The Toad, Death and the Maiden

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“Save Mushrooms and the Fungus race, that grow as All-Hallows Tide takes place”

 

Superstition is a curious thing.

It has been considered in some areas of the world unwise to pick fungi on All Hallows Eve, for souls reside within; so to kill a hapless toad or frog upon the road confers the same cause to humankind. A certain variety of fungi, hailed as the star of the north, the cosmic dragon, is of great beneficence to our race.

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Anglo-Saxon lore lends mystery to this mix in their idiosyncratic spelling of tode (for death, in reference to poisonous fungi) but also for the warty creature we all know and love. Credence for the former pertaining to the latter is given in an obscure 17th century account by De Lancre when asked to investigate the usage of certain unctuous salves. As Magistrate for Bordeaux, his conclusion baldly reported unequivocal ‘witchcraft practises’ concerning the Basque community, blaming them for the manufacture of:

“solid and liquid poisons made out of toads for the purpose of ruining fruit crops, and even poison in the powder form made out of grilled toads which, when mixed with clouds, harms fruit trees…the strongest poison was used for killing, and even the old and skilled witches, those best able to change themselves into beasts and perform other feats, were cautious with it…”[i]

Fairy rings composed of puck’s foot, fairy farts and dragon’s breath are the baneful spores of everything ranging from the tiny champignon to the dryad’s saddle, with puff balls aplenty in between. Glistening and dewy in the pale morning light, they have been described in derogatory terms as witch’s spittle and fairy stools [also a pun on ‘stool’ as excrement!].

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None of us are in any doubt as to the psychological processes afoot, whence poor Alice in all naiveté, consumes with glee her magical mushrooms at the behest of a stoned caterpillar, lounging on a prize specimen ‘tode’ whilst partaking smoothly of his own bubbling hookah! Witches brimstone spews pungent sulphuric spores o’er those who stamp where angels fear to tread. From peace to fury then.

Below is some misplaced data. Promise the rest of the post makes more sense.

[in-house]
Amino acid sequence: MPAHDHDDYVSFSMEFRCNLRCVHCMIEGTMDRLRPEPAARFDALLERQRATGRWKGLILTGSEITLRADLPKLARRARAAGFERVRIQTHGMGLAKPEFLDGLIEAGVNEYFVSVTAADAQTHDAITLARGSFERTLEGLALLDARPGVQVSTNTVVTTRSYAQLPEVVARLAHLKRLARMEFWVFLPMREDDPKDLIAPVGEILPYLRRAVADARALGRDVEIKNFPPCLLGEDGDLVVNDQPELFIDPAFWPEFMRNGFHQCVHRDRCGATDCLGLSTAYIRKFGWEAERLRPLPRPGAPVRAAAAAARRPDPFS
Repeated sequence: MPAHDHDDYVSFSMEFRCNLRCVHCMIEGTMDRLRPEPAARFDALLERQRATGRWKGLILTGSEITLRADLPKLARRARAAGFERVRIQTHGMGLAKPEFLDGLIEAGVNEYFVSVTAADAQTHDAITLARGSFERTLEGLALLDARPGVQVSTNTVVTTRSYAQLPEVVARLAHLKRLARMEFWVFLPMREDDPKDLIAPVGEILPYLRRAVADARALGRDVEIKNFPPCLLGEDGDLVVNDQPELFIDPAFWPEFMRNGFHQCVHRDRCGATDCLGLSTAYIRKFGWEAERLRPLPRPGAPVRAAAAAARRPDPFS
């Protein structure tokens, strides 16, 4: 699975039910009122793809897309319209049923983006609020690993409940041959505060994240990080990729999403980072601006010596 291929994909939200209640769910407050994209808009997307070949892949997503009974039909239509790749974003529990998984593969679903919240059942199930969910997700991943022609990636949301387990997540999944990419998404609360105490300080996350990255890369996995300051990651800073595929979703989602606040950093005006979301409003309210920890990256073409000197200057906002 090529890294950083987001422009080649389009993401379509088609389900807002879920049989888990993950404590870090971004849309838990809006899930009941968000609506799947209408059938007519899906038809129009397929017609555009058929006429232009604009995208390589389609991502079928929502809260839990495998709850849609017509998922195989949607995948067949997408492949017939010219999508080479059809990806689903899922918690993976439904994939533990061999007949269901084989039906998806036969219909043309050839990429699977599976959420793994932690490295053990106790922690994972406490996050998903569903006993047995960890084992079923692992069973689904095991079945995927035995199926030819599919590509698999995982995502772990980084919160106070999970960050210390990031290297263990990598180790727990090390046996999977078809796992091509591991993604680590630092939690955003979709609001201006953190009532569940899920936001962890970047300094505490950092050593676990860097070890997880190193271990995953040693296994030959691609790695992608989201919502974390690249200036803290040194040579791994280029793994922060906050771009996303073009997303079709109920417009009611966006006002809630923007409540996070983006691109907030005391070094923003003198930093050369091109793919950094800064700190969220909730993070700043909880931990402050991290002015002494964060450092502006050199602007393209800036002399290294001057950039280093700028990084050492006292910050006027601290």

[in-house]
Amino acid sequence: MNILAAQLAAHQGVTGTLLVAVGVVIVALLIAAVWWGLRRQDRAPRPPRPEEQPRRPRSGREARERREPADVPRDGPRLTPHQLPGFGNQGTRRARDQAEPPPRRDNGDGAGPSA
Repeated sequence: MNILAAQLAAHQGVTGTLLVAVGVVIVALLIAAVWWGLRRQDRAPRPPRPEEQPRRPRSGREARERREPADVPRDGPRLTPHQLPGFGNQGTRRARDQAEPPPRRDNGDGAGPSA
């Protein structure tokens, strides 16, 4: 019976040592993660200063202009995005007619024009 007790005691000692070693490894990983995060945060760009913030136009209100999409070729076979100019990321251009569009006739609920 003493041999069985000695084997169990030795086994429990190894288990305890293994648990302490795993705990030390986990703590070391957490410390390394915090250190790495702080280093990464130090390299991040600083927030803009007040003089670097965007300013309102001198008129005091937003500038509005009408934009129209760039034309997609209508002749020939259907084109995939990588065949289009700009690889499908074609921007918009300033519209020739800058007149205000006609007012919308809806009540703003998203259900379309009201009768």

Grotesque_flutist,_French_illuminated_manuscript_illustration,_1408,_MS_Douce_144,_f.28v.

Horses too, that trample faerie rings in the wetlands of the Somerset levels are cursed with scramble-foot (becoming lame) overnight! And on St John’s Eve in Sweden, special bonfires are constructed at crossroads of nine sacred woods into which onlookers fling the bäran, a type of impecunious toadstool to thwart torment from unpleasant sprites abound that night.[ii]

“ye elves of hills, brooks, standing lakes and groves.. you demi-puppets that by moonshine do green sour ringlets make; whereof the ewe not bites; and you whose pastime is to make midnight mushrooms.”[iii]

 Portable fire, as magic flame, glows fiercely in the cunning hand that favours the threaded striations of autumnal puff balls, as noted in John Gerard’s ‘Herball’, and discovered by bewildered archaeologists at Skarae Brae. Anglo-Saxon Mycophobia asserts most fearfully how:

“Few are good to eat, they do suffocate and strangle the eater.. to those, that love such strange meates, beware of licking honey among the thorns, lest the sweetness of one, counterfeit the sharpness of the other.”

Ambivalent at best, deadly for certain, the devil’s own reeking carrion, the jellied eggs so prosaically named by Gerard as ‘Pricke mushrome,’have conversely been one moment a panacea; the next a plague. Raven’s bread, squirrel’s bread, earth calluses too, range in their efficacy, from the edible to the vitriolic – and yet, truly, are they the divine entheogen and food of the gods.  Infamous for inducing sexual frenzy in nun’s, hysteria in simple peasants, and holy fire among monks, their reputation precedes them most perturbingly.

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“what d’ye lack, what d’ye lack? I can pound a toad in a mortar, and make a broth of it, and stir with a dead man’s hand. Sprinkle it on thine enemy while he sleeps and he will turn into a black viper, and his own mother will slay him.”[iv]